The conglomerate, P2P-Next, is made up of 21 industrial partners, media content providers and research institutions.
The grant will help P2P-Next to develop a Europe-wide “next-generation” internet television distribution system based on P2P and social interaction.
The research project will run for four years and will include a technical trial of new applications running on different consumer devices such as a PC or set-top box.
A P2P-Next statement read:
“If successful, this ambitious project could create a platform that would enable audiences to stream and interact with live content via a PC or set top box. In addition, it is our intention to allow audiences to build communities around their favourite content via a fully personalized system.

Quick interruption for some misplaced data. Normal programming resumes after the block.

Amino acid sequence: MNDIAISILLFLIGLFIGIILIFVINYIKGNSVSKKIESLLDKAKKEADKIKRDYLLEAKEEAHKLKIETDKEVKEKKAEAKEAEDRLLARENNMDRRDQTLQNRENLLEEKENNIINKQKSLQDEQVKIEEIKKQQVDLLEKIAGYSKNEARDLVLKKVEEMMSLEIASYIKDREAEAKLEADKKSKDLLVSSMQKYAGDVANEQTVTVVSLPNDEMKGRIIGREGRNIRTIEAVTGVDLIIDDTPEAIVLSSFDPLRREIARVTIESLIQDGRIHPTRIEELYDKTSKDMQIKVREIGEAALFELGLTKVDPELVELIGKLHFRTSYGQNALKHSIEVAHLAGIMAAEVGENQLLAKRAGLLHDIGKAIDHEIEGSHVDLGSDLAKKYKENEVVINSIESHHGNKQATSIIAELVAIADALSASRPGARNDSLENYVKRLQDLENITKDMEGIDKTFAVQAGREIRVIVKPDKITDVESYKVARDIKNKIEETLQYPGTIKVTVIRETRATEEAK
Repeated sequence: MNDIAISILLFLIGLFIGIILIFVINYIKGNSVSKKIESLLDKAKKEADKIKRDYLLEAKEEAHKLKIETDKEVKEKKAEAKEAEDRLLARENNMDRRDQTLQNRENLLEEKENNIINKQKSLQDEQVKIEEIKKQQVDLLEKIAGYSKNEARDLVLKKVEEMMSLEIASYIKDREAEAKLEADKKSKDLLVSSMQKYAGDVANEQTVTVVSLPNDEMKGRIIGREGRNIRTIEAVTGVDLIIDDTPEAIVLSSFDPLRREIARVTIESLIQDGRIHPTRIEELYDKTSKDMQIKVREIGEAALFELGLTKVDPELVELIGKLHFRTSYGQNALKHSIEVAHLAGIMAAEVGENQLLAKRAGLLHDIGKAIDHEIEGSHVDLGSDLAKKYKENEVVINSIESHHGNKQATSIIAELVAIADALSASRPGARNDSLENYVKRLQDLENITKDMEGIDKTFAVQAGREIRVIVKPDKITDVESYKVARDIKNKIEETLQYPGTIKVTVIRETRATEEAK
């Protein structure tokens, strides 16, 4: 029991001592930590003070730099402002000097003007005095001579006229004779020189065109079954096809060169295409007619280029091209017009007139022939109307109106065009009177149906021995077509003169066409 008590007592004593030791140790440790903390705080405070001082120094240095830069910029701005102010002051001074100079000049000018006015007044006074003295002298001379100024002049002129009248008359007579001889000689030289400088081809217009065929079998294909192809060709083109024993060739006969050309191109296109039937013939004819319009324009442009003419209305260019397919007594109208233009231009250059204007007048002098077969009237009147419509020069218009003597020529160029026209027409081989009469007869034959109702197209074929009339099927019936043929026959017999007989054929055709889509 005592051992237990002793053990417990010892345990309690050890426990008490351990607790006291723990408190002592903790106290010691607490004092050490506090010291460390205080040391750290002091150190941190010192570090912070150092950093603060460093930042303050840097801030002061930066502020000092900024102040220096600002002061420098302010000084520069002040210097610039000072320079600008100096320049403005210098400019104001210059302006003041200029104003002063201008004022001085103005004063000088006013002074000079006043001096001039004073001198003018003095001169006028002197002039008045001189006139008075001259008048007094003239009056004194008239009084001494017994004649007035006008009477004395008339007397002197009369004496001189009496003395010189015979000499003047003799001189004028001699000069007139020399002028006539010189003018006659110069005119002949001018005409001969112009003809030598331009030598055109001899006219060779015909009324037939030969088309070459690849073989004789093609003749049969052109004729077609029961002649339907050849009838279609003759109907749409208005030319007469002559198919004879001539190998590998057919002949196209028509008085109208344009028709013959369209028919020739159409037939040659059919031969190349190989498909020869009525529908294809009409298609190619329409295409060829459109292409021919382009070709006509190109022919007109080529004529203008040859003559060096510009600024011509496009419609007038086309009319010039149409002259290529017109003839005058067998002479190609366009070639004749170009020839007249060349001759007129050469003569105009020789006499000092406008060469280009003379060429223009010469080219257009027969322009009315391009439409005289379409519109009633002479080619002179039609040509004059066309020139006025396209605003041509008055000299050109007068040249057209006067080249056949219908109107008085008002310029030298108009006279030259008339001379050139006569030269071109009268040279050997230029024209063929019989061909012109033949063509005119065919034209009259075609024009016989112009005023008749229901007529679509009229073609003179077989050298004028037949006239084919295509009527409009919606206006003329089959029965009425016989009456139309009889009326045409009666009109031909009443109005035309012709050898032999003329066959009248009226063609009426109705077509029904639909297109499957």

“This technology could potentially be built into Video on Demand (VOD) services in the future and plans are underway to test the system for major broadcasting events.”
The partners include the BBC, Delft University of Technology, the European Broadcasting Union, Lancaster University, Markenfilm, Pioneer Digital Design Centre Limited and VTT Technical Research Centre of Finland.
P2P-Next will also address a number of outstanding challenges related to content delivery over the internet, including technical, legal, regulatory, security, business and commercial issues.